We’ve had a few questions about fare evasion from riders lately. Metro has a couple of new technologies it’s testing — one involves better using security cameras to track issues at stations. The other will use TAP mobile validators to better track the location of security officers.
One other thing worth mentioning: You may not see a Sheriff’s Deputy near a turnstile one day. But they may be there the next.
Here’s the news release from Metro:
To help reduce fare evasion and to better safeguard public funds, the Los Angeles County Metropolitan Transportation Authority (Metro) announced today that testing is underway on two key innovations.
Metro’s Video Analytics software monitors activity at stations through existing video surveillance cameras. The software then highlights behavior that is out of the norm and alerts security personnel.
“The Video Analytics software is currently in its “training” phase during which it monitors thousands of riders tapping their TAP cards and entering the system,” said Metro Chief Executive Officer Phillip A. Washington. “If the software detects something out of the ordinary, such as a person jumping over the turnstile or using the ADA access gate without tapping, the system highlights it with a red box and sends video alerts to security personnel at that station who can conduct fare checks.”
Metro is also upgrading its handheld Mobile Phone Validators (MPV) with law enforcement-specific, GPS- enabled software. An MPV is a Samsung smartphone with the ability to detect if a TAP card has been used to pay for transit fare. The new upgrades also show the location where the MPV is being used.
“On the Metro system, conditions change constantly and law enforcement needs tools to assess needs and redeploy resources accordingly,” said Los Angeles County Sheriff’s Department Transportation Policing Division Chief Ronene Anda. “As wireless internet is rolled out on the subway system, the MPV upgrades will help our deputies get to where they are needed as never before.”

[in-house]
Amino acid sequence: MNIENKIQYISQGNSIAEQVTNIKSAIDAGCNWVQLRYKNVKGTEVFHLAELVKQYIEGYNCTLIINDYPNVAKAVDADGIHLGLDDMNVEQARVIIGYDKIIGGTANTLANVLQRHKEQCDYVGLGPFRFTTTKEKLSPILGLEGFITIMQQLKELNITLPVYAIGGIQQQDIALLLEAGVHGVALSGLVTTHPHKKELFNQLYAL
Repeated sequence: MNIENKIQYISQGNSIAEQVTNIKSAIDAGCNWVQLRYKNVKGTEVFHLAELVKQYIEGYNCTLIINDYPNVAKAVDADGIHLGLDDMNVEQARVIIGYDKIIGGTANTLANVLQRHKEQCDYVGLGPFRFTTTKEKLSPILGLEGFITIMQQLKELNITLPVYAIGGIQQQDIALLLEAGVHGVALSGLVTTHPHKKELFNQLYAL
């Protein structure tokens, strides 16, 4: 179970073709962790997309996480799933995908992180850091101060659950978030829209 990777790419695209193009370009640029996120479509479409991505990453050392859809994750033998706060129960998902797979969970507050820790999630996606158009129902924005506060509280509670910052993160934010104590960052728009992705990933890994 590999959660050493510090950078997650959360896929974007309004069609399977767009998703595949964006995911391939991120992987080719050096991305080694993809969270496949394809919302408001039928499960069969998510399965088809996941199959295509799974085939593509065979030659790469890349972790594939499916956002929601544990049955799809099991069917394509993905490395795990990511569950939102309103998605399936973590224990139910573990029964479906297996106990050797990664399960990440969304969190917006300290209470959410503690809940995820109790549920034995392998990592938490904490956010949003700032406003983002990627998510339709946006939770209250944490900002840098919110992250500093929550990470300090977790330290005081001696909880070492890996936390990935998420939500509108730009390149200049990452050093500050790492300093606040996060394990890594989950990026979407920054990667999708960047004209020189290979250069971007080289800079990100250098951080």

The Metro system was originally designed in the 1980s as a “proof of fare” system in which, proof of a valid fare must be held by the passenger and provided to law enforcement when asked.
Over the past 15 years the security environment has changed, compelling Metro to augment systems to protect against threats that were not originally envisioned.
“We are in a time when we must guarantee the safety of places where large groups of people congregate and a transit station is one of those places,” said Metro Executive Officer of System Safety and Law Enforcement Alex Wiggins. “The system is inherently safer when we monitor access to our platforms, buses and trains.”
There have been other recent security upgrades on the Metro system. In October 2015, Metro introduced three new technologies, SkyWatch Tower, Security Kiosk and LexRay.
SkyWatch tower is a portable security platform that can be used at Metro parking lots and structures countywide. The tower can be raised to 24 feet high and provide 360 degree views for observers and CCTV cameras. Nine new security kiosks will bring necessary law enforcement resources such as desktop computers, landline telephones and two-way radios to nine Metro Rail stations. LexRay allows law enforcement to see live feeds from Metro security cameras on a smartphone or tablet, giving deputies a preview of what might be encountered while they are responding to a call.
Categories: Policy & Funding